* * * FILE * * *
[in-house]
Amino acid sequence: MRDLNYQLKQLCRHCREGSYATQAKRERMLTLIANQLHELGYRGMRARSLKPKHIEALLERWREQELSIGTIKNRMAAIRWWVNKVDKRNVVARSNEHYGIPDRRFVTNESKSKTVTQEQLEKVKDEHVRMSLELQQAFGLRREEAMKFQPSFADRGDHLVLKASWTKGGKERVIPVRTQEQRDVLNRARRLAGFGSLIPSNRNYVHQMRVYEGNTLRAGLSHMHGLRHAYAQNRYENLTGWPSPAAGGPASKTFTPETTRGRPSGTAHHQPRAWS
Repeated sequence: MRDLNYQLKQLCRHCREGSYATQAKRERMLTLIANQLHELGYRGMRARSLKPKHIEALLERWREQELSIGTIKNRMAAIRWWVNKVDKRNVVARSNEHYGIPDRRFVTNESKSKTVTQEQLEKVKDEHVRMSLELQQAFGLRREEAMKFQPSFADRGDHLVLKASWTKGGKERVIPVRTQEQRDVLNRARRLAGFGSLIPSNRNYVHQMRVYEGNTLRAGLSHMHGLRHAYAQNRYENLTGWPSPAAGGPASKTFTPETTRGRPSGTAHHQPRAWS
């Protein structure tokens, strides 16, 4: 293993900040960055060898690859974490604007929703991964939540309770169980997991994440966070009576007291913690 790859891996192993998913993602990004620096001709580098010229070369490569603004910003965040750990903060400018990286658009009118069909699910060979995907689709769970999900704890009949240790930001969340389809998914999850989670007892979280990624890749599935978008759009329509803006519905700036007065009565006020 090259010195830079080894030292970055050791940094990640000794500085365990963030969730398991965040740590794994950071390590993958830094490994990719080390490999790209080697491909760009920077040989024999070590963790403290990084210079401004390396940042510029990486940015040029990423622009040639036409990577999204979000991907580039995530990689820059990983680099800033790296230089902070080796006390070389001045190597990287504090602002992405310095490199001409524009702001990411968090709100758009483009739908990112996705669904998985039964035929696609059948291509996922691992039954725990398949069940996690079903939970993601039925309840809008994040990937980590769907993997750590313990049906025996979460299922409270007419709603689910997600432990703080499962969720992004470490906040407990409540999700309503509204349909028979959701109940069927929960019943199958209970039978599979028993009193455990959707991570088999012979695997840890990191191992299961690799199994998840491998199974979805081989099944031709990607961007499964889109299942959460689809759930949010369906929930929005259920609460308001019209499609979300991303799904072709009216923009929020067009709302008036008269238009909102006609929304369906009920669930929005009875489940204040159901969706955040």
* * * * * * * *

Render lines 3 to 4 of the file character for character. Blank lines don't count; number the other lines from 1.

Repeated sequence: MRDLNYQLKQLCRHCREGSYATQAKRERMLTLIANQLHELGYRGMRARSLKPKHIEALLERWREQELSIGTIKNRMAAIRWWVNKVDKRNVVARSNEHYGIPDRRFVTNESKSKTVTQEQLEKVKDEHVRMSLELQQAFGLRREEAMKFQPSFADRGDHLVLKASWTKGGKERVIPVRTQEQRDVLNRARRLAGFGSLIPSNRNYVHQMRVYEGNTLRAGLSHMHGLRHAYAQNRYENLTGWPSPAAGGPASKTFTPETTRGRPSGTAHHQPRAWS
């Protein structure tokens, strides 16, 4: 293993900040960055060898690859974490604007929703991964939540309770169980997991994440966070009576007291913690 790859891996192993998913993602990004620096001709580098010229070369490569603004910003965040750990903060400018990286658009009118069909699910060979995907689709769970999900704890009949240790930001969340389809998914999850989670007892979280990624890749599935978008759009329509803006519905700036007065009565006020 090259010195830079080894030292970055050791940094990640000794500085365990963030969730398991965040740590794994950071390590993958830094490994990719080390490999790209080697491909760009920077040989024999070590963790403290990084210079401004390396940042510029990486940015040029990423622009040639036409990577999204979000991907580039995530990689820059990983680099800033790296230089902070080796006390070389001045190597990287504090602002992405310095490199001409524009702001990411968090709100758009483009739908990112996705669904998985039964035929696609059948291509996922691992039954725990398949069940996690079903939970993601039925309840809008994040990937980590769907993997750590313990049906025996979460299922409270007419709603689910997600432990703080499962969720992004470490906040407990409540999700309503509204349909028979959701109940069927929960019943199958209970039978599979028993009193455990959707991570088999012979695997840890990191191992299961690799199994998840491998199974979805081989099944031709990607961007499964889109299942959460689809759930949010369906929930929005259920609460308001019209499609979300991303799904072709009216923009929020067009709302008036008269238009909102006609929304369906009920669930929005009875489940204040159901969706955040």